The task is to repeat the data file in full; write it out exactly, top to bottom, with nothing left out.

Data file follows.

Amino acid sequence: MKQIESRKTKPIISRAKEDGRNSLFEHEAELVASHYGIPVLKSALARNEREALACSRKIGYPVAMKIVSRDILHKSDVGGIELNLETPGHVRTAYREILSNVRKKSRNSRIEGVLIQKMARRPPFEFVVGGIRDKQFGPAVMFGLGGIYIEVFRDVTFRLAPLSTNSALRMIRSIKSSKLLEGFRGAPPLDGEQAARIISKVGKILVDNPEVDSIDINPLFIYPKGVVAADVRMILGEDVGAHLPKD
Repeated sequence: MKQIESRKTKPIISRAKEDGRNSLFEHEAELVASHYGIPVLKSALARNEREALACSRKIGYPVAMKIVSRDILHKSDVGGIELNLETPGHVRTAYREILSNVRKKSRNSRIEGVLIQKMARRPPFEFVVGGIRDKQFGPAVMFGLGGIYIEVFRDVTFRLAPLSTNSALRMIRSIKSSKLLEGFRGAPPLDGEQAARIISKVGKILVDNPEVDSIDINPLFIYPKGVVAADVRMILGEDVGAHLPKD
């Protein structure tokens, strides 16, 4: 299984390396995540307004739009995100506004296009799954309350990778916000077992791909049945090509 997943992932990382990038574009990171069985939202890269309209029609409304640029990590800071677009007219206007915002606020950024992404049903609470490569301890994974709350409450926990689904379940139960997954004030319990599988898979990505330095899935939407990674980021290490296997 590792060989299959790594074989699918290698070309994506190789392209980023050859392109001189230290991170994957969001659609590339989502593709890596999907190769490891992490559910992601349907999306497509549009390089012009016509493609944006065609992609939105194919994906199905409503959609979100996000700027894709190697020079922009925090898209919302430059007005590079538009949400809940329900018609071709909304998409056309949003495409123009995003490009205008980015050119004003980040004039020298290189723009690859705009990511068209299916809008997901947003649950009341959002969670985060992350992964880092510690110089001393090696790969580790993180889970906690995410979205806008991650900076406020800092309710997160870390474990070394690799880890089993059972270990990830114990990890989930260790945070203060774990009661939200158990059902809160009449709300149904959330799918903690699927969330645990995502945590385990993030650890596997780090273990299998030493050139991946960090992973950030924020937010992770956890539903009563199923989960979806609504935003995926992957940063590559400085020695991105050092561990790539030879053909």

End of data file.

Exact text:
Amino acid sequence: MKQIESRKTKPIISRAKEDGRNSLFEHEAELVASHYGIPVLKSALARNEREALACSRKIGYPVAMKIVSRDILHKSDVGGIELNLETPGHVRTAYREILSNVRKKSRNSRIEGVLIQKMARRPPFEFVVGGIRDKQFGPAVMFGLGGIYIEVFRDVTFRLAPLSTNSALRMIRSIKSSKLLEGFRGAPPLDGEQAARIISKVGKILVDNPEVDSIDINPLFIYPKGVVAADVRMILGEDVGAHLPKD
Repeated sequence: MKQIESRKTKPIISRAKEDGRNSLFEHEAELVASHYGIPVLKSALARNEREALACSRKIGYPVAMKIVSRDILHKSDVGGIELNLETPGHVRTAYREILSNVRKKSRNSRIEGVLIQKMARRPPFEFVVGGIRDKQFGPAVMFGLGGIYIEVFRDVTFRLAPLSTNSALRMIRSIKSSKLLEGFRGAPPLDGEQAARIISKVGKILVDNPEVDSIDINPLFIYPKGVVAADVRMILGEDVGAHLPKD
């Protein structure tokens, strides 16, 4: 299984390396995540307004739009995100506004296009799954309350990778916000077992791909049945090509 997943992932990382990038574009990171069985939202890269309209029609409304640029990590800071677009007219206007915002606020950024992404049903609470490569301890994974709350409450926990689904379940139960997954004030319990599988898979990505330095899935939407990674980021290490296997 590792060989299959790594074989699918290698070309994506190789392209980023050859392109001189230290991170994957969001659609590339989502593709890596999907190769490891992490559910992601349907999306497509549009390089012009016509493609944006065609992609939105194919994906199905409503959609979100996000700027894709190697020079922009925090898209919302430059007005590079538009949400809940329900018609071709909304998409056309949003495409123009995003490009205008980015050119004003980040004039020298290189723009690859705009990511068209299916809008997901947003649950009341959002969670985060992350992964880092510690110089001393090696790969580790993180889970906690995410979205806008991650900076406020800092309710997160870390474990070394690799880890089993059972270990990830114990990890989930260790945070203060774990009661939200158990059902809160009449709300149904959330799918903690699927969330645990995502945590385990993030650890596997780090273990299998030493050139991946960090992973950030924020937010992770956890539903009563199923989960979806609504935003995926992957940063590559400085020695991105050092561990790539030879053909």